In clinical learning settings, however, “script building remains an individual exercise influenced by idiosyncratic experience” (Lubarsky et at 2015, e68). Consequently, Lubarsky and colleagues have suggested the term ‘script consciousness’ to describe how a teacher’s explicit use of illness scripts may enhance the learning process for students. To date, however, there has been no research evidence published using the concept of script consciousness as an analytic tool to interpret how experienced teachers describe their definitions of clinical reasoning, their own history learning about clinical reasoning, and their methods of teaching clinical reasoning.

There is limited literature on how experienced clinicians develop, maintain, and assess their clinical reasoning. In general, clinicians reported that they maintained their skills via peer-review in clinical practice and by teaching undergraduate or postgraduate students (Durning et al 2013). To increase our knowledge about how clinicians understand and view their learning and teaching of clinical reasoning, we aimed to apply principles and concepts from dual process theory and script theory to the descriptions of clinical reasoning of senior clinicians teaching at our medical school.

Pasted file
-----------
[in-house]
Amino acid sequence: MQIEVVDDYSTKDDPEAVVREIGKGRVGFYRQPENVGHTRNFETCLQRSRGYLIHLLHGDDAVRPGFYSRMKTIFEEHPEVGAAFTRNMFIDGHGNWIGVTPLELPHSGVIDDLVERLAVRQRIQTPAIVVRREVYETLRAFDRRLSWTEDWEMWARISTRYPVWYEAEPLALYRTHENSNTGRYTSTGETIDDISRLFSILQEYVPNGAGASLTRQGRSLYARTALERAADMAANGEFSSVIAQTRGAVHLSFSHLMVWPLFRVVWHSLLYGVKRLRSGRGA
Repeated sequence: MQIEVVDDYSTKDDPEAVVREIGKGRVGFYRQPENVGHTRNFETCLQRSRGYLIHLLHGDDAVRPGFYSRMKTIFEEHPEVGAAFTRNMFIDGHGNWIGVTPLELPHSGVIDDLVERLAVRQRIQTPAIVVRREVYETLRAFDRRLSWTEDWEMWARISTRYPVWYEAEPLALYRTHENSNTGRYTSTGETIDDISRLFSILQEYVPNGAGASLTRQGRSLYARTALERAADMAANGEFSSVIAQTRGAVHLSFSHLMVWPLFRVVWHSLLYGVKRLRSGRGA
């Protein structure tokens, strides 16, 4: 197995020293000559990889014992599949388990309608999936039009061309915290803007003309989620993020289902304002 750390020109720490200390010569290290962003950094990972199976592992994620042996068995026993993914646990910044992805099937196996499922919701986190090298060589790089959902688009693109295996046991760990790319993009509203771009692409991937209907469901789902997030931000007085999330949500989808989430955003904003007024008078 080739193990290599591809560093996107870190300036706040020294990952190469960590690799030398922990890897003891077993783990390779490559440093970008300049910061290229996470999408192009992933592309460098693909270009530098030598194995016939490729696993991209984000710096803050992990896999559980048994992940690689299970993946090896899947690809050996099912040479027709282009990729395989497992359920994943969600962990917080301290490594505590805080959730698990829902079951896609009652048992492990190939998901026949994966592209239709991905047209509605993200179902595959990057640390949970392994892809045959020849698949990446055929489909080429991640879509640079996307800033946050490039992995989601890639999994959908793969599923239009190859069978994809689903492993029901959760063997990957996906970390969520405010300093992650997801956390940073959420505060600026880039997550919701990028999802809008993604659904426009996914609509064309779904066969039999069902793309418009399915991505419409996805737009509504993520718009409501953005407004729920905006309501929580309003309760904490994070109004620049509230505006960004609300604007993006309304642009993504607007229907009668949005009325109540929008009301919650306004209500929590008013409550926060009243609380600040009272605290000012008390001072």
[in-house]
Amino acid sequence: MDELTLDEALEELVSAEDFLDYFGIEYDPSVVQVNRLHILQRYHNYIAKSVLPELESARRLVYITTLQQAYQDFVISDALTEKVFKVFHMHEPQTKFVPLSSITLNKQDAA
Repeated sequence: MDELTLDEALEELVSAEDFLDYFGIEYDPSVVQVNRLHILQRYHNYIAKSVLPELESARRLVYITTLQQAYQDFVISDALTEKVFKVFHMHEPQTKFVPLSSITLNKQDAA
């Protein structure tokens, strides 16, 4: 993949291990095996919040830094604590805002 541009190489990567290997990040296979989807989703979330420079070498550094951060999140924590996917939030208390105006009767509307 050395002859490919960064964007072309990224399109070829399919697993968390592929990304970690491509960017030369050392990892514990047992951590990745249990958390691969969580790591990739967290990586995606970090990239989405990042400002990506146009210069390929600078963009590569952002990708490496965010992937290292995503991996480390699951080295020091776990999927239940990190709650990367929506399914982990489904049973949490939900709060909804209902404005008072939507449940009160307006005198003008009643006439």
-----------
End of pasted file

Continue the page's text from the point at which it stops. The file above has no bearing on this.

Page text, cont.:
Context of the study

This study took place at the University of Otago where the medical curriculum for undergraduate students is taught in two parts: Early Learning in Medicine (ELM) and Advanced Learning in Medicine (ALM). In ELM, students receive case-based teaching in small groups and practise the Calgary-Cambridge method of history taking (Kurtz et al. 2003) with simulated patients. ELM emphasises foundation medical knowledge in the context of skills including the principles of clinical reasoning. These principles include how disease prevalence influences diagnosis, common errors and biases, type I (fast) and type II (slow) thinking, Bayes’ theorem, and the sensitivity and specificity of investigations. Students are also taught the value of reflection-in-action and reflection-on-action (Schön 1983) for thinking during and after diagnosis, respectively.